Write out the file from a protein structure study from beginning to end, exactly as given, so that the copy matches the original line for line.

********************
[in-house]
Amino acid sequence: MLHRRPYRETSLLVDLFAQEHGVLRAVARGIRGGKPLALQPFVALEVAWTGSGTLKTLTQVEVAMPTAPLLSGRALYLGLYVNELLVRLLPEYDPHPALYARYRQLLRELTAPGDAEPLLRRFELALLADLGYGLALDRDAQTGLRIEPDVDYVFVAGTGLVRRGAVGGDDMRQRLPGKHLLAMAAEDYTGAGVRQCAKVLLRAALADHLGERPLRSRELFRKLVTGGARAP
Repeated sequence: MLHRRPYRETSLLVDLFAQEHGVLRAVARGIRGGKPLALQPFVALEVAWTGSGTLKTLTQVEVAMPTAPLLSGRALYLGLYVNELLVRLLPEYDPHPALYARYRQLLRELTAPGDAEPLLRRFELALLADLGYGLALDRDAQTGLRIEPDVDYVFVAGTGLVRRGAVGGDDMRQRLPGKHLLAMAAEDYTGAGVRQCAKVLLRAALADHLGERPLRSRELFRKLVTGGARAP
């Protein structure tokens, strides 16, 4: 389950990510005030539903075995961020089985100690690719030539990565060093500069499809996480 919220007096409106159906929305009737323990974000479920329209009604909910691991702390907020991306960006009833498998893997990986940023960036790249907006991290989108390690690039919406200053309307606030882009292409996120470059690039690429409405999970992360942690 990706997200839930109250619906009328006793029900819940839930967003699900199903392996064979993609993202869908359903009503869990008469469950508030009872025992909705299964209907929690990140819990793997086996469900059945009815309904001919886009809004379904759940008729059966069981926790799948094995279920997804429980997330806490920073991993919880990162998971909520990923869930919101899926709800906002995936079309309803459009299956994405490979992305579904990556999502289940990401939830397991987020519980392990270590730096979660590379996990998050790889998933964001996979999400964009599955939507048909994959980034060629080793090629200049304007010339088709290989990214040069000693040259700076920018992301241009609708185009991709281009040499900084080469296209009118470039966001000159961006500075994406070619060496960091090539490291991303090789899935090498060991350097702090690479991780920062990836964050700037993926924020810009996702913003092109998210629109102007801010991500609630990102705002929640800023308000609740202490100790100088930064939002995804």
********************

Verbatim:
[in-house]
Amino acid sequence: MLHRRPYRETSLLVDLFAQEHGVLRAVARGIRGGKPLALQPFVALEVAWTGSGTLKTLTQVEVAMPTAPLLSGRALYLGLYVNELLVRLLPEYDPHPALYARYRQLLRELTAPGDAEPLLRRFELALLADLGYGLALDRDAQTGLRIEPDVDYVFVAGTGLVRRGAVGGDDMRQRLPGKHLLAMAAEDYTGAGVRQCAKVLLRAALADHLGERPLRSRELFRKLVTGGARAP
Repeated sequence: MLHRRPYRETSLLVDLFAQEHGVLRAVARGIRGGKPLALQPFVALEVAWTGSGTLKTLTQVEVAMPTAPLLSGRALYLGLYVNELLVRLLPEYDPHPALYARYRQLLRELTAPGDAEPLLRRFELALLADLGYGLALDRDAQTGLRIEPDVDYVFVAGTGLVRRGAVGGDDMRQRLPGKHLLAMAAEDYTGAGVRQCAKVLLRAALADHLGERPLRSRELFRKLVTGGARAP
């Protein structure tokens, strides 16, 4: 389950990510005030539903075995961020089985100690690719030539990565060093500069499809996480 919220007096409106159906929305009737323990974000479920329209009604909910691991702390907020991306960006009833498998893997990986940023960036790249907006991290989108390690690039919406200053309307606030882009292409996120470059690039690429409405999970992360942690 990706997200839930109250619906009328006793029900819940839930967003699900199903392996064979993609993202869908359903009503869990008469469950508030009872025992909705299964209907929690990140819990793997086996469900059945009815309904001919886009809004379904759940008729059966069981926790799948094995279920997804429980997330806490920073991993919880990162998971909520990923869930919101899926709800906002995936079309309803459009299956994405490979992305579904990556999502289940990401939830397991987020519980392990270590730096979660590379996990998050790889998933964001996979999400964009599955939507048909994959980034060629080793090629200049304007010339088709290989990214040069000693040259700076920018992301241009609708185009991709281009040499900084080469296209009118470039966001000159961006500075994406070619060496960091090539490291991303090789899935090498060991350097702090690479991780920062990836964050700037993926924020810009996702913003092109998210629109102007801010991500609630990102705002929640800023308000609740202490100790100088930064939002995804």